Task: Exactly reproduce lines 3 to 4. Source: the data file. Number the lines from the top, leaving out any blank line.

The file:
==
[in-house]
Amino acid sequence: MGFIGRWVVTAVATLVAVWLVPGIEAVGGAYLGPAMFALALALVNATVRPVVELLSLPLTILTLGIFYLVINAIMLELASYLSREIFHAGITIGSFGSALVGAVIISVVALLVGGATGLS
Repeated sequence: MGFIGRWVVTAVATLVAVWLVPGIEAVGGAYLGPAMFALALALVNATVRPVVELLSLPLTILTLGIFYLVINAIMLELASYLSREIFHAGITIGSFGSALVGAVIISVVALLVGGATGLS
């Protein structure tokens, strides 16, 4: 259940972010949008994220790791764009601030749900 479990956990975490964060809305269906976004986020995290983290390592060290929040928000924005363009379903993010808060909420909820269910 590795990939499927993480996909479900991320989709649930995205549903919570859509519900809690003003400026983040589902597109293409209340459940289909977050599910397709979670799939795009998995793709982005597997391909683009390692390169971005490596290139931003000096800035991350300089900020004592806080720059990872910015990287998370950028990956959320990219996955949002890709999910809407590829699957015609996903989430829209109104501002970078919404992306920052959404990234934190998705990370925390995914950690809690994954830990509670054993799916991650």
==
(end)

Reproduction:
Repeated sequence: MGFIGRWVVTAVATLVAVWLVPGIEAVGGAYLGPAMFALALALVNATVRPVVELLSLPLTILTLGIFYLVINAIMLELASYLSREIFHAGITIGSFGSALVGAVIISVVALLVGGATGLS
């Protein structure tokens, strides 16, 4: 259940972010949008994220790791764009601030749900 479990956990975490964060809305269906976004986020995290983290390592060290929040928000924005363009379903993010808060909420909820269910 590795990939499927993480996909479900991320989709649930995205549903919570859509519900809690003003400026983040589902597109293409209340459940289909977050599910397709979670799939795009998995793709982005597997391909683009390692390169971005490596290139931003000096800035991350300089900020004592806080720059990872910015990287998370950028990956959320990219996955949002890709999910809407590829699957015609996903989430829209109104501002970078919404992306920052959404990234934190998705990370925390995914950690809690994954830990509670054993799916991650």